The Good Governance Project, launched in January as part of APA’s first strategic plan, is evaluating APA’s governance system to see what, if any, changes are needed to optimize organizational effectiveness.
Right now, the project team is gathering information from meeting key stakeholders. Project consultants from Cygnet Strategy have met with APA’s Council of Representatives, State Leadership Conference attendees, and Consolidated Meeting members and staff liaisons. They have also conducted several dozen individual interviews from a cross-section of APA leaders past, present and future. The interviews allowed for in-depth understanding of the issues and helped prepare for the onsite guided group discussions.
At each of the guided group sessions, the consultants collected responses to a series of questions and discussions. That collated data are being evaluated by six subgroups from the project team. Each group is doing an in-depth analysis of one question across all of the sampled groups, looking for “truths, trends and unique ideas” in preparation for the team’s virtual meeting. The data will provide a better picture of the perception of governance, openness for change, primary themes of what works and what doesn’t, and what additional information is needed. To reach additional stakeholders, the team will design self-guided discussion instructions for groups to use on their own and an online survey instrument to gather input from interested individuals.
The Good Governance Project team will also be at APA’s Annual Convention, in Washington, D.C., Aug. 4–7, holding sessions with APA’s council, division leaders and other members.
In November, the team will complete a final review of all the data, present key findings, prepare an interim report and discuss initial possibilities. The Board of Directors will discuss initial findings and implications at its December meeting and it is anticipated they will bring those to the council for discussion in February.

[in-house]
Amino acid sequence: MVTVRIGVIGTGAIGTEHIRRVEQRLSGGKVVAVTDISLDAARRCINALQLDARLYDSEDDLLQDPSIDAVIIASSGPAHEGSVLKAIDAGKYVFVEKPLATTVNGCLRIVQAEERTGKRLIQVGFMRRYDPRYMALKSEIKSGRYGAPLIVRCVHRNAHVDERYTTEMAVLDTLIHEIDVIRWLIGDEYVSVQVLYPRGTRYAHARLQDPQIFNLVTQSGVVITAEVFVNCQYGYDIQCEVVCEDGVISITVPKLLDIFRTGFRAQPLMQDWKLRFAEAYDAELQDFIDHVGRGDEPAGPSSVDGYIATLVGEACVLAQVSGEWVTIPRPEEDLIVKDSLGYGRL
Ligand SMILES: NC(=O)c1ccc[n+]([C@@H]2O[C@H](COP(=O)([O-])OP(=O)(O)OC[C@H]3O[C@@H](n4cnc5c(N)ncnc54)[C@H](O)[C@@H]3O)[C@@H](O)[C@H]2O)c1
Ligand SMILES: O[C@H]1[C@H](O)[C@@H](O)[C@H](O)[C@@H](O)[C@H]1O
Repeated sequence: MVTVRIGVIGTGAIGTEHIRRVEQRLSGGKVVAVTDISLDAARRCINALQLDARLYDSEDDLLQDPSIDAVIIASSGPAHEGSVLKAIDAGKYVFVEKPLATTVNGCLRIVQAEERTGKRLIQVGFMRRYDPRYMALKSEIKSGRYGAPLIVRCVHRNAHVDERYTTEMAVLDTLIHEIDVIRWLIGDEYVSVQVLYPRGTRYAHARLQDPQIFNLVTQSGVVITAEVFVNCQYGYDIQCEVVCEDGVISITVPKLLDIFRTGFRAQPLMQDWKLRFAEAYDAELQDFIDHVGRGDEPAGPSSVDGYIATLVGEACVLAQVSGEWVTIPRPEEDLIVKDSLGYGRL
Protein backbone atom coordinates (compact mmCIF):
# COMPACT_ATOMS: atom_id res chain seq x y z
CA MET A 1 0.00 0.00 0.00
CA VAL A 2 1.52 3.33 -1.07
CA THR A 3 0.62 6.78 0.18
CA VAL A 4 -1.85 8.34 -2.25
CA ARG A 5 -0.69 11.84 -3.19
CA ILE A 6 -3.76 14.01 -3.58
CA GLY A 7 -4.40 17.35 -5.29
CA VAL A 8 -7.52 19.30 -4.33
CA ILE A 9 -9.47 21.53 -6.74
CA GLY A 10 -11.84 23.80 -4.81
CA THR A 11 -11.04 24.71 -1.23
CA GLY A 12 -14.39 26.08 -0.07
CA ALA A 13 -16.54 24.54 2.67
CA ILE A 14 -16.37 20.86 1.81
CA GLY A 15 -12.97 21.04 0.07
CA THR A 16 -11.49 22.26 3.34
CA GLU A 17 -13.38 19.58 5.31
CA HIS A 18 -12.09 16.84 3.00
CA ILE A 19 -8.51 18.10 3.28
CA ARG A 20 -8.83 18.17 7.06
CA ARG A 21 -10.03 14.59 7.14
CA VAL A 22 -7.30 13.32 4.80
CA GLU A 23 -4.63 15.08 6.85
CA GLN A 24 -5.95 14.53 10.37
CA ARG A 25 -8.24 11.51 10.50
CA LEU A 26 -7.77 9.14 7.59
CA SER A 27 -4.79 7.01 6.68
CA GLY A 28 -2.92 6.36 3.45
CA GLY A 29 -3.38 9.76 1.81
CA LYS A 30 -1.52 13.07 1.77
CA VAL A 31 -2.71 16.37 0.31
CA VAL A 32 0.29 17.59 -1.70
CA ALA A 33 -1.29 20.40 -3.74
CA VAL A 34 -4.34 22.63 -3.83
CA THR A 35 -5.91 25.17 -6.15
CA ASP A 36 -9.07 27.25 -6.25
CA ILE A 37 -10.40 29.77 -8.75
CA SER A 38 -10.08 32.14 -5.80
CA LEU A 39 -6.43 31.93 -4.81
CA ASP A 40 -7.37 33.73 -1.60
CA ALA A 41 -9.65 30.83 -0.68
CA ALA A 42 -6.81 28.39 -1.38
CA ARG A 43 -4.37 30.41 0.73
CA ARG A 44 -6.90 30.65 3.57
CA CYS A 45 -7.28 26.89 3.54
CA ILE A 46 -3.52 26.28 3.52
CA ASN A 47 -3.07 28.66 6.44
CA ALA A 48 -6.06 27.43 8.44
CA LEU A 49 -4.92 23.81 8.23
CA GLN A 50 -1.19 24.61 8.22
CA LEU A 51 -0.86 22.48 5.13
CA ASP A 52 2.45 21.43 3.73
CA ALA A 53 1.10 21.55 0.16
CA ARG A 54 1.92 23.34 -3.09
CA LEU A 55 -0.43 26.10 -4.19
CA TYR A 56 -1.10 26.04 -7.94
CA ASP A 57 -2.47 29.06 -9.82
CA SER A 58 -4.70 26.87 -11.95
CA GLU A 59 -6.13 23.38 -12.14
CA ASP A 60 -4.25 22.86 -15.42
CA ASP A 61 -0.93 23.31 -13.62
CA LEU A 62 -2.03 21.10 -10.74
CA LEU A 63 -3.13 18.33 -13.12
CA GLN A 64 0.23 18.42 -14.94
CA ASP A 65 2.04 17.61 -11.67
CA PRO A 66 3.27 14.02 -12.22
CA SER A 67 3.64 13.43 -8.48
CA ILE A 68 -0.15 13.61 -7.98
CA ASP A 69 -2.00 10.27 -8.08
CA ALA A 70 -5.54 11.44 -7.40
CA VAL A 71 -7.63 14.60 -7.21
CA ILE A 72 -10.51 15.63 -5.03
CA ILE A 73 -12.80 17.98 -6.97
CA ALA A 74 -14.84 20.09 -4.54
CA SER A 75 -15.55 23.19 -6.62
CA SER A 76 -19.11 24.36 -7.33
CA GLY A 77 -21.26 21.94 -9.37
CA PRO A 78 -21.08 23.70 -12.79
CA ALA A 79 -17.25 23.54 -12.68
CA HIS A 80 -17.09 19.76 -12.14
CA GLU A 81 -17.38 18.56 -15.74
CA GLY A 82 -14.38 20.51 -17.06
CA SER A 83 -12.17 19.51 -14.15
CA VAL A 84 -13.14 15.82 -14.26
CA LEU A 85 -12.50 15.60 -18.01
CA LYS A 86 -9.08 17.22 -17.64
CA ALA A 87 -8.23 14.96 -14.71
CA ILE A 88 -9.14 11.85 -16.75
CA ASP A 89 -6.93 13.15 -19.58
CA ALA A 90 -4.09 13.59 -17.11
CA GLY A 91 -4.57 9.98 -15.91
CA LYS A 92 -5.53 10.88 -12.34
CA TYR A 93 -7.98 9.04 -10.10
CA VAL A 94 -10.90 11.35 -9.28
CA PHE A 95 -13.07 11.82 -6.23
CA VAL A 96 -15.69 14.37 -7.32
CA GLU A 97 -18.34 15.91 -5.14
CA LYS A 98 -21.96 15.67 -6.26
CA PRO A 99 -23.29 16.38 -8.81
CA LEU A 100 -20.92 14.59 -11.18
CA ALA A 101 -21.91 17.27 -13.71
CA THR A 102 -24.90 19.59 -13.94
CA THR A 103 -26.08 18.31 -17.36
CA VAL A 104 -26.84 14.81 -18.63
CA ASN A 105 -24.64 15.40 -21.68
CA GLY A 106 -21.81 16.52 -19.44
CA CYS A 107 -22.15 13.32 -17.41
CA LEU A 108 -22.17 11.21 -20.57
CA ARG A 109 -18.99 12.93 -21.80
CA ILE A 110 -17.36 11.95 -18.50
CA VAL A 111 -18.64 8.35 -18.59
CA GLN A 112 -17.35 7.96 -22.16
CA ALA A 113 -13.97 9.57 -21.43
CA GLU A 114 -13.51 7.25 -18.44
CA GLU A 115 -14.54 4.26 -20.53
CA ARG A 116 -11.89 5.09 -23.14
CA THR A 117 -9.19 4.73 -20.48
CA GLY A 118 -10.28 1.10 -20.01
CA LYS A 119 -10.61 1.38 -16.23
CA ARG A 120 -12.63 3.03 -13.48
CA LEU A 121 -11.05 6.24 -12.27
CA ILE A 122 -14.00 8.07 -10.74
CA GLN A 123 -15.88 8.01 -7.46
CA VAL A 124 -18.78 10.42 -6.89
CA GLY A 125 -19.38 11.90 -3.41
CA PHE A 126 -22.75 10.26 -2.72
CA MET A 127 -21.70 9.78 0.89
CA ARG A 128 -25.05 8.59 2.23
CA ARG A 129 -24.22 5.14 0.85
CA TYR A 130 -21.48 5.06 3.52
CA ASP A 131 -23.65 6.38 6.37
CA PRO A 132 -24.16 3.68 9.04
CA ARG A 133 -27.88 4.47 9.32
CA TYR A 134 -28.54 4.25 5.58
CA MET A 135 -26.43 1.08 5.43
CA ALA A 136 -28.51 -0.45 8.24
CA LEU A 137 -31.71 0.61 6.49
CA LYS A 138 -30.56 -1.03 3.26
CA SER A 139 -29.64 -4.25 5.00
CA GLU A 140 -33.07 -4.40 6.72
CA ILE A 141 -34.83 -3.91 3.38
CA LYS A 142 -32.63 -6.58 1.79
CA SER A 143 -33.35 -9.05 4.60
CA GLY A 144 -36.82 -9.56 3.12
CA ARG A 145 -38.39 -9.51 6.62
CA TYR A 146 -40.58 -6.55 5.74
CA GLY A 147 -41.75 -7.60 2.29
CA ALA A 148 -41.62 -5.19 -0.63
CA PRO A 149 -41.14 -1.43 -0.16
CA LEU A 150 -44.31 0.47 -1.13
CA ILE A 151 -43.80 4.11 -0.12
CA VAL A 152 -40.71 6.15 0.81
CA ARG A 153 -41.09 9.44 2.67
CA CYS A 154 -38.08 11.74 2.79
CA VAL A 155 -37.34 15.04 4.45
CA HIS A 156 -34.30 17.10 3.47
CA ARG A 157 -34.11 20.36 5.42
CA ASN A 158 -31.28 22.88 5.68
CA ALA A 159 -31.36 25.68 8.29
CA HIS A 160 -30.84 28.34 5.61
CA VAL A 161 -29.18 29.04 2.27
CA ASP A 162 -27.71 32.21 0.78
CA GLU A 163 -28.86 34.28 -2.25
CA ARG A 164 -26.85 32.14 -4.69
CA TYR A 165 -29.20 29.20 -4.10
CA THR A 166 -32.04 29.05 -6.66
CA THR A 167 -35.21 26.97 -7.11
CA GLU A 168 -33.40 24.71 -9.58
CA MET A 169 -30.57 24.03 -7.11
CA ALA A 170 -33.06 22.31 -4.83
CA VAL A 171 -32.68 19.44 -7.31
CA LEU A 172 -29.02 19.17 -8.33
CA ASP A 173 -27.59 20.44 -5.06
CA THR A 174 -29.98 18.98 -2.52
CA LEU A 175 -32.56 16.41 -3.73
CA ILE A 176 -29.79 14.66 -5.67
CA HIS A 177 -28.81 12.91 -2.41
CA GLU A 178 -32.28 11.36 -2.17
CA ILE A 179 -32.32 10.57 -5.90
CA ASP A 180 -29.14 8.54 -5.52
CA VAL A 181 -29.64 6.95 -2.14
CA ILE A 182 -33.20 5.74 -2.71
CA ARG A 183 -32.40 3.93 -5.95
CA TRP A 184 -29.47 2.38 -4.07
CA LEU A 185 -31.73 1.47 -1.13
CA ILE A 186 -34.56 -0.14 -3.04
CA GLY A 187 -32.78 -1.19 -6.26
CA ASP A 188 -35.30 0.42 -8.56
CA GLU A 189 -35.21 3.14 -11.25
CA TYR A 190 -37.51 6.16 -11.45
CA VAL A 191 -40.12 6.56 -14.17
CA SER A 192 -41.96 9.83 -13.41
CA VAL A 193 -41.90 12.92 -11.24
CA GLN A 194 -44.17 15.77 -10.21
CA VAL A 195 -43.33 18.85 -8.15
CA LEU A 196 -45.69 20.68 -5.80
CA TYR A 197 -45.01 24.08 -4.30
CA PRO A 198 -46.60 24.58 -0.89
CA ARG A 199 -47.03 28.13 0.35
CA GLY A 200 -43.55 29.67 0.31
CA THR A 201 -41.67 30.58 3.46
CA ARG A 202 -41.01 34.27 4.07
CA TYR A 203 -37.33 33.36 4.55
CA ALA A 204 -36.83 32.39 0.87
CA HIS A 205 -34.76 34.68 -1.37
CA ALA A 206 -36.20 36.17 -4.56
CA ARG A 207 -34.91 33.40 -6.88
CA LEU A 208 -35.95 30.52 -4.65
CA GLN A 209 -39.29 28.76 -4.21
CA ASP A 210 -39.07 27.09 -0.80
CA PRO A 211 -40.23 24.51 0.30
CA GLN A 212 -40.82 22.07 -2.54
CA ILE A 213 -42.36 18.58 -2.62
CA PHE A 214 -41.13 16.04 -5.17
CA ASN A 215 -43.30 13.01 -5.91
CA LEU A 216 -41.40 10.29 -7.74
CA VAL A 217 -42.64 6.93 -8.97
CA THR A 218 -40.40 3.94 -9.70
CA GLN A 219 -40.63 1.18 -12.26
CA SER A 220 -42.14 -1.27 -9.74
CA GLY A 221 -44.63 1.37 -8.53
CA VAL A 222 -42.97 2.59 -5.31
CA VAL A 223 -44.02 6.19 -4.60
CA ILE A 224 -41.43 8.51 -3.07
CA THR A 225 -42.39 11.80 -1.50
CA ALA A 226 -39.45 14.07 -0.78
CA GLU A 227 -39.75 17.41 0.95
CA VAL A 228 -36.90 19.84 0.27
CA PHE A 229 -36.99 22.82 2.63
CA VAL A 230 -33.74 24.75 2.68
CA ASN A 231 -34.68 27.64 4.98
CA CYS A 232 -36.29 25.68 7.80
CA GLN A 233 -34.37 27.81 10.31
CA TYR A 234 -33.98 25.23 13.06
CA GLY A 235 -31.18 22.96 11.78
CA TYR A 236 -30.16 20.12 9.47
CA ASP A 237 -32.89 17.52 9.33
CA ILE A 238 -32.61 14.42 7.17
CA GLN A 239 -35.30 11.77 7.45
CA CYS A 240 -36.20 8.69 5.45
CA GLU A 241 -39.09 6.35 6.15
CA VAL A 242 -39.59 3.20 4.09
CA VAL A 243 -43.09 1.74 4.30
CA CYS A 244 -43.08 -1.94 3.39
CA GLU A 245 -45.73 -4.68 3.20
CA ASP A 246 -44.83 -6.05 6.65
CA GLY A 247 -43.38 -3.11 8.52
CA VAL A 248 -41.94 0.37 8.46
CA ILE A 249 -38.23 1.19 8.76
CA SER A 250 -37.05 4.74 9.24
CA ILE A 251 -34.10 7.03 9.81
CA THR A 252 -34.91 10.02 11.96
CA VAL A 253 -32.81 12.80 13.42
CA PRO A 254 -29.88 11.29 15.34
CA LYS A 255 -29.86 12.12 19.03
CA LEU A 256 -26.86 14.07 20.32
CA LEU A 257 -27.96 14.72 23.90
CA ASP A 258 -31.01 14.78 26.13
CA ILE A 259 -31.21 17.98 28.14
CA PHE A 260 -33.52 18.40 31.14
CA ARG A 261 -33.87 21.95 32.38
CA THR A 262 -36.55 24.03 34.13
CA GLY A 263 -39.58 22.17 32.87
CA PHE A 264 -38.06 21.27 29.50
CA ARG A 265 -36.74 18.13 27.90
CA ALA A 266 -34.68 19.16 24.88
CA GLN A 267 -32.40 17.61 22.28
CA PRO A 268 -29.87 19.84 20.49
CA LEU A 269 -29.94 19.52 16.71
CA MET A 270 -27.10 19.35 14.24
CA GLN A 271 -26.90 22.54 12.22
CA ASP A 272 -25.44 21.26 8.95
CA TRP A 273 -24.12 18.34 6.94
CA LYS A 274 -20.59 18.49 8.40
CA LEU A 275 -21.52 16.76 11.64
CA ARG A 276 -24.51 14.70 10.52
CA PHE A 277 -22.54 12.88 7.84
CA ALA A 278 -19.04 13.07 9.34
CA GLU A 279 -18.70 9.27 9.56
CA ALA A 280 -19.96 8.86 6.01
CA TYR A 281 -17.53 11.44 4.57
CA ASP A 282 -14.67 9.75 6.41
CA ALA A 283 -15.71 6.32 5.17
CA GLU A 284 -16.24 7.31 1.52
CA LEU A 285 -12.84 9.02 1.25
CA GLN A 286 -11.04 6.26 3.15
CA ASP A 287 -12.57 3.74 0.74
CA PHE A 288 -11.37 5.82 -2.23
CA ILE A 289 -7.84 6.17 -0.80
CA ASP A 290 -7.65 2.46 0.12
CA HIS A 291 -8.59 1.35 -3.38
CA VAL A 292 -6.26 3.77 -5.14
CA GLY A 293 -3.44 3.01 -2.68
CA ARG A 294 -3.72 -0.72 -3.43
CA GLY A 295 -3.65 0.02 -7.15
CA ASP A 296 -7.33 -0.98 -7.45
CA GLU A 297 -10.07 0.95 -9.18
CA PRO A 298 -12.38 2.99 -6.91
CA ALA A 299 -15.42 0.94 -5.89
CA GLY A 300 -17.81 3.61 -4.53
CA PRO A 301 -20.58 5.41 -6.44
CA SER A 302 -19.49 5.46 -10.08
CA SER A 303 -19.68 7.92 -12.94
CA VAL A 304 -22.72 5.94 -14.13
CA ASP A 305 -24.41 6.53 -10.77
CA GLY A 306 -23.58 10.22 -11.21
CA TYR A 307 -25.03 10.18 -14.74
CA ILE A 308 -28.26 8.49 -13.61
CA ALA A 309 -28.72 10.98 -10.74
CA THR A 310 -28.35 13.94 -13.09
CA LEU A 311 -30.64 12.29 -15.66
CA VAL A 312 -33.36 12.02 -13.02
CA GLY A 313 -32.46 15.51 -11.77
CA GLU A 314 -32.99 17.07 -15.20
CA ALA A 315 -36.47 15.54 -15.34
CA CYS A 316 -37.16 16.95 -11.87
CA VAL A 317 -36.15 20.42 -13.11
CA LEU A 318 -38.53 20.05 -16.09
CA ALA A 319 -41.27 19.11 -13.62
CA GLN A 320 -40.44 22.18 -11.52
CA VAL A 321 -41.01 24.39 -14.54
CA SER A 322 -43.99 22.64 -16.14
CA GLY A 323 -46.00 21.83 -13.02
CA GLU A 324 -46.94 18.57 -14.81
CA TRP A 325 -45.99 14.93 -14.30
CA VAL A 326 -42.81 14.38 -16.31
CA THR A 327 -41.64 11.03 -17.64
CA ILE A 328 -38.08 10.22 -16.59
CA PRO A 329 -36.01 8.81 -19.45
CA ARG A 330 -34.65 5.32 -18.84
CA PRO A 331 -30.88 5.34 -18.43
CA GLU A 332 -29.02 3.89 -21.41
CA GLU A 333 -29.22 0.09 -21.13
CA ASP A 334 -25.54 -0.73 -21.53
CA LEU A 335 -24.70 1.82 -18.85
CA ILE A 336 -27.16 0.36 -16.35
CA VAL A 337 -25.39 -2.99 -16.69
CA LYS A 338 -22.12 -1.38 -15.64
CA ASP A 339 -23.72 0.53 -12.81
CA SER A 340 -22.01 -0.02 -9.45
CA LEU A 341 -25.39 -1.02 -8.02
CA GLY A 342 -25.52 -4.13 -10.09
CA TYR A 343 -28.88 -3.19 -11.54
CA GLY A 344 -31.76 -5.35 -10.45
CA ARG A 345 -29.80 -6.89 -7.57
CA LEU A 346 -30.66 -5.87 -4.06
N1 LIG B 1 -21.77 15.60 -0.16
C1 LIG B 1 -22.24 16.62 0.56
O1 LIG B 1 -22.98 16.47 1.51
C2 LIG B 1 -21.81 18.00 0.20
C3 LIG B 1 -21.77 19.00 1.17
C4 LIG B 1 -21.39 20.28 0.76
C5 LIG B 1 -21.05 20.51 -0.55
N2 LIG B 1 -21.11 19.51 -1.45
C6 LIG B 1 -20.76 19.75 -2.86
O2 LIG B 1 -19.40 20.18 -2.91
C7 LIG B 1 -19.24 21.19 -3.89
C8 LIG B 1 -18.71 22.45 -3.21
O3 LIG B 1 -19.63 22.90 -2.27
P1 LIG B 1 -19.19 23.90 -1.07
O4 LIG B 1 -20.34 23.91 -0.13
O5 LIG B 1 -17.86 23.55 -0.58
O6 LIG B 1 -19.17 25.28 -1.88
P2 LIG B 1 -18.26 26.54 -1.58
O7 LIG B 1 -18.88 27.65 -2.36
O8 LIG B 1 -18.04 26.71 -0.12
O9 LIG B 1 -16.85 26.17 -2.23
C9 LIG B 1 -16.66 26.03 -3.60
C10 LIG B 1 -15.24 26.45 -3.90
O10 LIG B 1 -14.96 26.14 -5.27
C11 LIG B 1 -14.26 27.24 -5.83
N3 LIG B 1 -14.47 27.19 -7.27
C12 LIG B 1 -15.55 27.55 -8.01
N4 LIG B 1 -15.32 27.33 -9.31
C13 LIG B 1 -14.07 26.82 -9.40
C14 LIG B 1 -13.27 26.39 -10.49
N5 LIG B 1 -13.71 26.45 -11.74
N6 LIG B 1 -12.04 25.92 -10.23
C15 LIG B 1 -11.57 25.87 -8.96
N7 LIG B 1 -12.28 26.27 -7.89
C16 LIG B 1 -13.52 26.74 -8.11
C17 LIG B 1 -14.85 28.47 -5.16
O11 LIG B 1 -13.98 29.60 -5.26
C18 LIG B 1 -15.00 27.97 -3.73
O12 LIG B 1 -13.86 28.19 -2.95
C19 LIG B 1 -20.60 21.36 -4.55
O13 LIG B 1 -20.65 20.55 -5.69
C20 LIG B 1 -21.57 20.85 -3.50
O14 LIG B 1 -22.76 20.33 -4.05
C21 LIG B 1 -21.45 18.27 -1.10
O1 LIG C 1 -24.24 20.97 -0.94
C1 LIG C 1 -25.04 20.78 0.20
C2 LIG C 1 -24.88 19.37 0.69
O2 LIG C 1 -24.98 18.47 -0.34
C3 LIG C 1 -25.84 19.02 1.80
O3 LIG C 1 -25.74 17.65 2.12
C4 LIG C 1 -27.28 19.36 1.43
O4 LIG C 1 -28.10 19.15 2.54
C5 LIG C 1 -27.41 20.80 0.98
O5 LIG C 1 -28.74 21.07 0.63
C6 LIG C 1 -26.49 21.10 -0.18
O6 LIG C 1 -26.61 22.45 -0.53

For more information about the project, go to APA Good Governance.
If you have questions or ideas, please contact Nancy Gordon Moore, PhD, MBA, executive director of APA Governance Affairs.
Three students join the Executive Committee of the American Psychological Association of Graduate Students to serve three-year terms. They are:
- Matthew Fitzgerald, chair-elect.
- Joshua Kellison, member at large, communications focus.
- Gregory Wilson, member at large, education focus.
APA’s Committee on Disability Issues in Psychology (CDIP) seeks nominations for two new members to begin three-year terms on Jan. 1.
The committee’s mission is to promote the:
- Psychological well-being of people with disabilities.
- Inclusion of knowledge about disabilities and disability issues in education, training programs, policies and professional development of psychologists.
- Development and implementation of psychological service delivery modes responsive to the needs of people with disabilities.
- Awareness of disability in psychological research as well as specific research activity in disability areas.